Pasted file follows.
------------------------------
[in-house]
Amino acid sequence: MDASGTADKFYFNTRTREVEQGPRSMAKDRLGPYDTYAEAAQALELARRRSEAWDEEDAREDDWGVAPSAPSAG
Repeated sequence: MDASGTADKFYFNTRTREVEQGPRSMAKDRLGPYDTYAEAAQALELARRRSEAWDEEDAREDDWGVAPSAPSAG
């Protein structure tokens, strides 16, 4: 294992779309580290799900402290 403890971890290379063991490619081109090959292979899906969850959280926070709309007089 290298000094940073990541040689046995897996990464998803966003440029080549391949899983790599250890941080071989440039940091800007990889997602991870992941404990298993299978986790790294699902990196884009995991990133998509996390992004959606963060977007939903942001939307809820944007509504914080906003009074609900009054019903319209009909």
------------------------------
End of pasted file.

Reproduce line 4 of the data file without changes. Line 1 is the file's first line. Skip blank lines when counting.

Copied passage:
């Protein structure tokens, strides 16, 4: 294992779309580290799900402290 403890971890290379063991490619081109090959292979899906969850959280926070709309007089 290298000094940073990541040689046995897996990464998803966003440029080549391949899983790599250890941080071989440039940091800007990889997602991870992941404990298993299978986790790294699902990196884009995991990133998509996390992004959606963060977007939903942001939307809820944007509504914080906003009074609900009054019903319209009909």